My best guess is yes.
Two new COVID-19 vaccines are hurtling toward approval by the Food and Drug Administration and release to the public.
As a result, employers are asking whether they can require their employees to get the vaccine (once generally available) as a condition of coming to work.
We don’t have specific guidance yet, but here is my educated guess as to what the answer will be:
*Yes. Because of the public health crisis caused by COVID-19, all employers (not just health care employers) will be able to require employees to be vaccinated before they can return to the non-virtual workplace.
*However, employers will be required to make exceptions in some cases. If an employee has a medical condition that could be aggravated by the vaccine, or a sincere religious objection to receiving the vaccine, the employer should consider reasonable accommodation. Depending on the employee’s job, that could include letting the employee work in a more isolated spot onsite, or letting the employee work onsite while taking extra precautions, or moving the employee from a customer-facing role to one that has limited or no contact with the public. (There may be other options, as well.)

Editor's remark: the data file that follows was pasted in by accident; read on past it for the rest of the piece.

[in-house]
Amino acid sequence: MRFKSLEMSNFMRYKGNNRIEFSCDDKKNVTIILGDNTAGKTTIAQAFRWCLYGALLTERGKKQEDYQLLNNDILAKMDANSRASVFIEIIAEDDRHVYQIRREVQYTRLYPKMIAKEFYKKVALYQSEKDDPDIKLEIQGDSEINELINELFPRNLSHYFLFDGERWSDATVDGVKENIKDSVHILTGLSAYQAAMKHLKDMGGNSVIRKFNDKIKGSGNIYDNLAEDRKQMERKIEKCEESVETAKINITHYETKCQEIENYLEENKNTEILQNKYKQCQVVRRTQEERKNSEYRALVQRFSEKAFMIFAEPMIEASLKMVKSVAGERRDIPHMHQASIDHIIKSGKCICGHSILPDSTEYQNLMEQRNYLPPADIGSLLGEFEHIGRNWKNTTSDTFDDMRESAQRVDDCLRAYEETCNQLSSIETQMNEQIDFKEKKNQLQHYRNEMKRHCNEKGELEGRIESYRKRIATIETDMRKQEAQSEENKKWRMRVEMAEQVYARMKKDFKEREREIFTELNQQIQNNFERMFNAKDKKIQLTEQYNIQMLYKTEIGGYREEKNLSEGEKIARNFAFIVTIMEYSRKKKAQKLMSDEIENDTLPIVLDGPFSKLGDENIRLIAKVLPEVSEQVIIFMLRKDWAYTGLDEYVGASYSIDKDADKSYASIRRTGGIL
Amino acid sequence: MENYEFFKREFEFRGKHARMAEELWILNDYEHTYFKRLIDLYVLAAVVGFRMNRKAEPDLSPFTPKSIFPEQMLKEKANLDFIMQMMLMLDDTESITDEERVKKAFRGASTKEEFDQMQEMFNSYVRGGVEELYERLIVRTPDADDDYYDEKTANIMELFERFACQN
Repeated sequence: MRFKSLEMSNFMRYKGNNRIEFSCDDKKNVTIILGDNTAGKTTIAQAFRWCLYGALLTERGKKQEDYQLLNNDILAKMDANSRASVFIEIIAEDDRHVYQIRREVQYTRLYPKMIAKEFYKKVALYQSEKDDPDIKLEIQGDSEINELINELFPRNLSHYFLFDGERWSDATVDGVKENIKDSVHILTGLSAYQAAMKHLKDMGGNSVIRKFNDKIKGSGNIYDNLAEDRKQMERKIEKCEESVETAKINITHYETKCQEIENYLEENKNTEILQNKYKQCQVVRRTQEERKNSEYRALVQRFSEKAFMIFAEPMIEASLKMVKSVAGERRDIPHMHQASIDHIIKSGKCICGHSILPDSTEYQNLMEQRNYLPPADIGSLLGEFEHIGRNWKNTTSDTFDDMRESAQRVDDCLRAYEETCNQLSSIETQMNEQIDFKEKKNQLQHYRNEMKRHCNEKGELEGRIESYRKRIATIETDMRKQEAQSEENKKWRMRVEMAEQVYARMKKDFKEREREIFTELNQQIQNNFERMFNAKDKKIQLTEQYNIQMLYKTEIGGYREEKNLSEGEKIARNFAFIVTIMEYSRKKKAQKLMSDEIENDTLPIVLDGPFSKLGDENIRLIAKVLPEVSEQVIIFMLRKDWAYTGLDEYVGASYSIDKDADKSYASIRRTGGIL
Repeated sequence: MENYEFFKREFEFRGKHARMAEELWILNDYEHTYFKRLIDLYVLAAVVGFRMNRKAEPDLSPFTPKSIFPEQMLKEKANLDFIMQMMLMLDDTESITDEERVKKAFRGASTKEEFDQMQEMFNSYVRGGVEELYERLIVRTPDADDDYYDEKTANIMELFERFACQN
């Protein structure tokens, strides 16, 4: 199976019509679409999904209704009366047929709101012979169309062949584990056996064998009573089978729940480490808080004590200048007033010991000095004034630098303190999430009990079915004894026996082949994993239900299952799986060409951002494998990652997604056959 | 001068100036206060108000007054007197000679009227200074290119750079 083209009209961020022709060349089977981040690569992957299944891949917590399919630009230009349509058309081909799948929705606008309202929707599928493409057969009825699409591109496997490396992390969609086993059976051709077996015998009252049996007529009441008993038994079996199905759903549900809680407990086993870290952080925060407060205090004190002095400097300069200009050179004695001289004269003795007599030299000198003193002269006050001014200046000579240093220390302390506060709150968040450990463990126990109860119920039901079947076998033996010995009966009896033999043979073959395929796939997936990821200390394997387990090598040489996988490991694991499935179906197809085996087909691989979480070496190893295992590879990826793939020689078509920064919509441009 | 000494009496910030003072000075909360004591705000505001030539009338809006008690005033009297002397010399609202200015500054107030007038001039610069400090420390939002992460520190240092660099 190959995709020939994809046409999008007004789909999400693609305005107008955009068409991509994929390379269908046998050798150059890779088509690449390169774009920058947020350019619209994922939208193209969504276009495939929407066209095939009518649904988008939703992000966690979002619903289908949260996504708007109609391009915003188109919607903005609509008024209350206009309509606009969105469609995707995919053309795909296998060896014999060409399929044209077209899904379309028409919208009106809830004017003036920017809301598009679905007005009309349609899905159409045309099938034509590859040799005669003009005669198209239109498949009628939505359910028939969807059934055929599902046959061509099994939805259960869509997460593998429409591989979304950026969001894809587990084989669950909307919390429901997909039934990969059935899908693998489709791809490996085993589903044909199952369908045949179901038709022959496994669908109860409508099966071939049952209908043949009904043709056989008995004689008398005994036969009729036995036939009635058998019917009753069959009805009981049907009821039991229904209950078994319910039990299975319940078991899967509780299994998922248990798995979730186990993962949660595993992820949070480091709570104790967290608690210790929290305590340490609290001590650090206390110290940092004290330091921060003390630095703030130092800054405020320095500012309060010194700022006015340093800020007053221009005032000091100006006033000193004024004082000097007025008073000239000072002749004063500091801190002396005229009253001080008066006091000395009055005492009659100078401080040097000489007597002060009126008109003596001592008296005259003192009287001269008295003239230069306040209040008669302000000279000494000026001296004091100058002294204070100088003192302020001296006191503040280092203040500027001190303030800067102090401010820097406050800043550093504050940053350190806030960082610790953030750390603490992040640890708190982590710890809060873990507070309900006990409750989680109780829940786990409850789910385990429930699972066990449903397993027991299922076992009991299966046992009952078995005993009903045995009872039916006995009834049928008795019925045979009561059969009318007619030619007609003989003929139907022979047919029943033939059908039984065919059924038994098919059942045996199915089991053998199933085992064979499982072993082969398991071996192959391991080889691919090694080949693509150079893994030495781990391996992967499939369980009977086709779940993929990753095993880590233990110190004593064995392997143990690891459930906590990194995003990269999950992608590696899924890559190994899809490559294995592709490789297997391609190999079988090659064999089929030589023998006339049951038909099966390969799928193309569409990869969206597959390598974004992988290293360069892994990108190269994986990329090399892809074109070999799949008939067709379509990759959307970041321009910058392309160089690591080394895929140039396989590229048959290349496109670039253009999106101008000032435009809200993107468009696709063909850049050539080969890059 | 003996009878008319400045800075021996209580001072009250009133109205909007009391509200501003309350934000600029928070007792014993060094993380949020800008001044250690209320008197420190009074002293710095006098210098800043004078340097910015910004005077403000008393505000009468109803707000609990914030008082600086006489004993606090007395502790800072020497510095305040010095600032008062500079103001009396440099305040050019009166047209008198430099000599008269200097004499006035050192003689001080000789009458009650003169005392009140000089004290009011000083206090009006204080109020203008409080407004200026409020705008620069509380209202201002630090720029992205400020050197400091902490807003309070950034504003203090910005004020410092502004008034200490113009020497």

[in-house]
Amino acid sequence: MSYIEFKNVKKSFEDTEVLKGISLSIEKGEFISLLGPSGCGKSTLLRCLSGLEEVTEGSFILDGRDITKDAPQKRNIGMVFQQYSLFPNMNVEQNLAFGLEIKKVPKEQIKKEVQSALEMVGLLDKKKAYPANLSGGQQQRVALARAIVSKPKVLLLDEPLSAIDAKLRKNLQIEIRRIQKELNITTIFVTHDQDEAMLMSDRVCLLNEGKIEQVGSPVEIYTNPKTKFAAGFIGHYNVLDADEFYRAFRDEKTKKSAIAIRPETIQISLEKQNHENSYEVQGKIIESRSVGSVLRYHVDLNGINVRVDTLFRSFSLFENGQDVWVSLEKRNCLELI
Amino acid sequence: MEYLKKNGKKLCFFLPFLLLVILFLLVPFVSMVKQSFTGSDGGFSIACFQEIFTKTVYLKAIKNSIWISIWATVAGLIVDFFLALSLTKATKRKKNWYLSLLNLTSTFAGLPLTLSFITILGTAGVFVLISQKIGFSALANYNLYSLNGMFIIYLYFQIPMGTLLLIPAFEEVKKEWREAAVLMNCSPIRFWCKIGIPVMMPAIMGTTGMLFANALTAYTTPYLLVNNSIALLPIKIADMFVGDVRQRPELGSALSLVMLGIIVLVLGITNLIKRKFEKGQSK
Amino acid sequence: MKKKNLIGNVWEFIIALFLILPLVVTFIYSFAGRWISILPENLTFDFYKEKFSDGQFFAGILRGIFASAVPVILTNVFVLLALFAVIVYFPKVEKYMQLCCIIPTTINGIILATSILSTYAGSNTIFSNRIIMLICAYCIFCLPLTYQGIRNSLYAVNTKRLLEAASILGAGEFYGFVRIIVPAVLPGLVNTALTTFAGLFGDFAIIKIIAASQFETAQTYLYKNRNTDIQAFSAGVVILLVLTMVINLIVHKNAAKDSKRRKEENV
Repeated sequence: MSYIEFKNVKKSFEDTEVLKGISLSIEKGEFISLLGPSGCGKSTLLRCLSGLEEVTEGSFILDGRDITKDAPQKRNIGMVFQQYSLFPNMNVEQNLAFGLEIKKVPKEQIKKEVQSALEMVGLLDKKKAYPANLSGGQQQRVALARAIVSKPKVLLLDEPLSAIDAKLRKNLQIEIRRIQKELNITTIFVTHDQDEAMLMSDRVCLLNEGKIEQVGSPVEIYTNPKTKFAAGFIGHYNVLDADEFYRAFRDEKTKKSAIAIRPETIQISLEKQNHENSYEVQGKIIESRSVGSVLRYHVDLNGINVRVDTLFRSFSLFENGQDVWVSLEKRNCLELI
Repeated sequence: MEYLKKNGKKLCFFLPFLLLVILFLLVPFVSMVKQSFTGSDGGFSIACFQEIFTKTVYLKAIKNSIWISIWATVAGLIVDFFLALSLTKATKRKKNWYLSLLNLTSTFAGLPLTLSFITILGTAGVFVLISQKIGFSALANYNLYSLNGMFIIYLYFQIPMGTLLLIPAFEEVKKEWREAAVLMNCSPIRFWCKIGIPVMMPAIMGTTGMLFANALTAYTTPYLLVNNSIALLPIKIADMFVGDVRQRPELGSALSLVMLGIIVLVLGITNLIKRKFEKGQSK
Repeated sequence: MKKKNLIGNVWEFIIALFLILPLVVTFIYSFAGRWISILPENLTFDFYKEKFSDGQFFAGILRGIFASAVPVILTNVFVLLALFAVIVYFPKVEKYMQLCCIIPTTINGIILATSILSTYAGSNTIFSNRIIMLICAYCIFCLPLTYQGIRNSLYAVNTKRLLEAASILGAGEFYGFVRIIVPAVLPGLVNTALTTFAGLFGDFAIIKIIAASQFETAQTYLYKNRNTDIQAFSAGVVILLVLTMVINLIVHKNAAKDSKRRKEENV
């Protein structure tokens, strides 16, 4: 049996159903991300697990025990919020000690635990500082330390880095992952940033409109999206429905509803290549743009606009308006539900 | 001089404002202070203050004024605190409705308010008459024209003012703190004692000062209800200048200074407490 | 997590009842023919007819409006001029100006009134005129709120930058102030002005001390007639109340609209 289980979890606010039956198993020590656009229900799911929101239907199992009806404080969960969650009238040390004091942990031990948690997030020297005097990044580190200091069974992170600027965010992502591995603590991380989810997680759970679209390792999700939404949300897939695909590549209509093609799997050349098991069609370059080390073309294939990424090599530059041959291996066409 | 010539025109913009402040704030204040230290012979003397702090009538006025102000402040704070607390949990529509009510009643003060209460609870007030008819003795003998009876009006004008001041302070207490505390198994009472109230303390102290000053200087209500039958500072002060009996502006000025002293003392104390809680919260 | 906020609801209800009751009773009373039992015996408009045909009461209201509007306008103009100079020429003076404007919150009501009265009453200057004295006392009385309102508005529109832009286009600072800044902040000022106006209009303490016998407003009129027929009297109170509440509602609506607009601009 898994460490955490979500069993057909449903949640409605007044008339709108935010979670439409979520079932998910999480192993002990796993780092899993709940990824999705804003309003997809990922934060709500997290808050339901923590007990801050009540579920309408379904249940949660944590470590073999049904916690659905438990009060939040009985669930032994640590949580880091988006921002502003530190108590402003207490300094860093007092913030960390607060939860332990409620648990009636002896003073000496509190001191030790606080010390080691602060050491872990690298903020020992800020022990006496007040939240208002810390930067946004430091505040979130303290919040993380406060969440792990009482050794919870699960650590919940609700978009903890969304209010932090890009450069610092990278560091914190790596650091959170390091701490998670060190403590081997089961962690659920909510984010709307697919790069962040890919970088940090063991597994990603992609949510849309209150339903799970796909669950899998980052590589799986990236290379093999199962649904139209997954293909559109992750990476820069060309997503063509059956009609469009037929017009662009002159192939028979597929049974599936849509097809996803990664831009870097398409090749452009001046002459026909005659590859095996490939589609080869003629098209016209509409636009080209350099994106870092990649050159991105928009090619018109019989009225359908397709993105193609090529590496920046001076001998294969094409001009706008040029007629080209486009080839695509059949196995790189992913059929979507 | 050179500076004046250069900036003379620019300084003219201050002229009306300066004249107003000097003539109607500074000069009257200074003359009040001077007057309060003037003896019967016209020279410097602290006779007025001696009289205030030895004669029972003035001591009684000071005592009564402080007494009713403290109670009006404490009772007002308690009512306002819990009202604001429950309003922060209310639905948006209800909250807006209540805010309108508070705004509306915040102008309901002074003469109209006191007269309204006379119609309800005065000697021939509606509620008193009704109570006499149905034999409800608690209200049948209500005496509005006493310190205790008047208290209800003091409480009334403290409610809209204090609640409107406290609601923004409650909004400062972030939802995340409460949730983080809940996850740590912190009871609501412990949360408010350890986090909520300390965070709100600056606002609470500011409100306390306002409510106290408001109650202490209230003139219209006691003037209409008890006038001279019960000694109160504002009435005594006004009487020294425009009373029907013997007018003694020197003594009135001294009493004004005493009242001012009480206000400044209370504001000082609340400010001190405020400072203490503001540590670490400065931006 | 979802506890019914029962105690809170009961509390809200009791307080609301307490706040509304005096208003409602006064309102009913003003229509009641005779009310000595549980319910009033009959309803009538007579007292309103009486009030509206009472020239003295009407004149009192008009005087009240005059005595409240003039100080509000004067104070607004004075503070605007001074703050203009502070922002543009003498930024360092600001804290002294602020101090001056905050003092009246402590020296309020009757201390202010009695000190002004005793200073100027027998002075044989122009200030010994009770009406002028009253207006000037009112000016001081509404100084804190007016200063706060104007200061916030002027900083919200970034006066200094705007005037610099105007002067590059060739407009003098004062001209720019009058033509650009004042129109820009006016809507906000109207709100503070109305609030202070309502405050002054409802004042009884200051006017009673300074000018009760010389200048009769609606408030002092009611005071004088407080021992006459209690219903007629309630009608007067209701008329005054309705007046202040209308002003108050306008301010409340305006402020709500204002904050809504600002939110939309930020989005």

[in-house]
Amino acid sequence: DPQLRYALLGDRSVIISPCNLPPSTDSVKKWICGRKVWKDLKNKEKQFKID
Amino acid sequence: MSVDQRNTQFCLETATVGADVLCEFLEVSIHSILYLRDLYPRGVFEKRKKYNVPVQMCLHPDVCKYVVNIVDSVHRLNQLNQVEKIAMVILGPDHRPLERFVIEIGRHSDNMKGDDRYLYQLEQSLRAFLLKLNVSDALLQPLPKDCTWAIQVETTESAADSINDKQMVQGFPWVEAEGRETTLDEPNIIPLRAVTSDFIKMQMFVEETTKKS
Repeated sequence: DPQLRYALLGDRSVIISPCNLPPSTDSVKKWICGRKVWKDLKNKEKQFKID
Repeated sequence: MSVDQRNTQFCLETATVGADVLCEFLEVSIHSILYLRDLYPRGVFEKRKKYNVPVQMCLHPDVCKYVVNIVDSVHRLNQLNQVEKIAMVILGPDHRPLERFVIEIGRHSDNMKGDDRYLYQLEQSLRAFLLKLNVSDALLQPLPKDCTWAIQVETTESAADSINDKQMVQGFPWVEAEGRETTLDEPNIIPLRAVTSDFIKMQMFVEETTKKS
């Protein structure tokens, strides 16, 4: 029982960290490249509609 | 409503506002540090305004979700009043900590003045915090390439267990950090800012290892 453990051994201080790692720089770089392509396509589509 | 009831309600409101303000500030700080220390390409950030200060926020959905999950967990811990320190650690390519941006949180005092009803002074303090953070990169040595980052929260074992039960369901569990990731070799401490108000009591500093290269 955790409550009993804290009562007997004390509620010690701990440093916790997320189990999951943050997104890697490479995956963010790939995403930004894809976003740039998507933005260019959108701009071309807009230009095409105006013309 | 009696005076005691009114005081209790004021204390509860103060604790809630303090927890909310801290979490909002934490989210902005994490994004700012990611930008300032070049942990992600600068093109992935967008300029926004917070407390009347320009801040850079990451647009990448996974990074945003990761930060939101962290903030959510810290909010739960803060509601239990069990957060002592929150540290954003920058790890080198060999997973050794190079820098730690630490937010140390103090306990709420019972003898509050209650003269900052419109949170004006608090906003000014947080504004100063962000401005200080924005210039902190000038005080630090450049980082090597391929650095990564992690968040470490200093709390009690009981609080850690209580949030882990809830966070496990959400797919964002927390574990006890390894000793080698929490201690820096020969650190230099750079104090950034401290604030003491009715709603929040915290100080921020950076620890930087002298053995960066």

*If an employee has a legitimate reason for not being vaccinated but is in a position that can be performed remotely, the employer should let the employee continue working remotely. Remote work can be a form of reasonable accommodation.
*Presumably, employers with unions would be required to bargain before imposing a vaccination requirement unless the requirement would fall within a management rights clause.
*Requiring employees to be vaccinated (with exceptions for reasonable accommodation situations) may lessen employers’ potential liability for workplace safety complaints or workers’ compensation claims related to COVID-19.
Again, the above are just my guesses. And if an employer prefers a lighter approach, there should be no problem with urging employees to be vaccinated but not requiring it.
Robin Shea is a Partner with the law firm of Constangy, Brooks, Smith & Prophete, LLP and has more than 20 years’ experience in employment litigation, including Title VII and the Age Discrimination in Employment Act, the Americans with Disabilities Act (including the Amendments Act), the Genetic Information Non-Discrimination Act, the Equal Pay Act, and the Family and Medical Leave Act; and class and collective actions under the Fair Labor Standards Act and state wage-hour laws; defense of audits by the Office of Federal Contract Compliance Programs; and labor relations. She conducts training for human resources professionals, management, and employees on a wide variety of topics.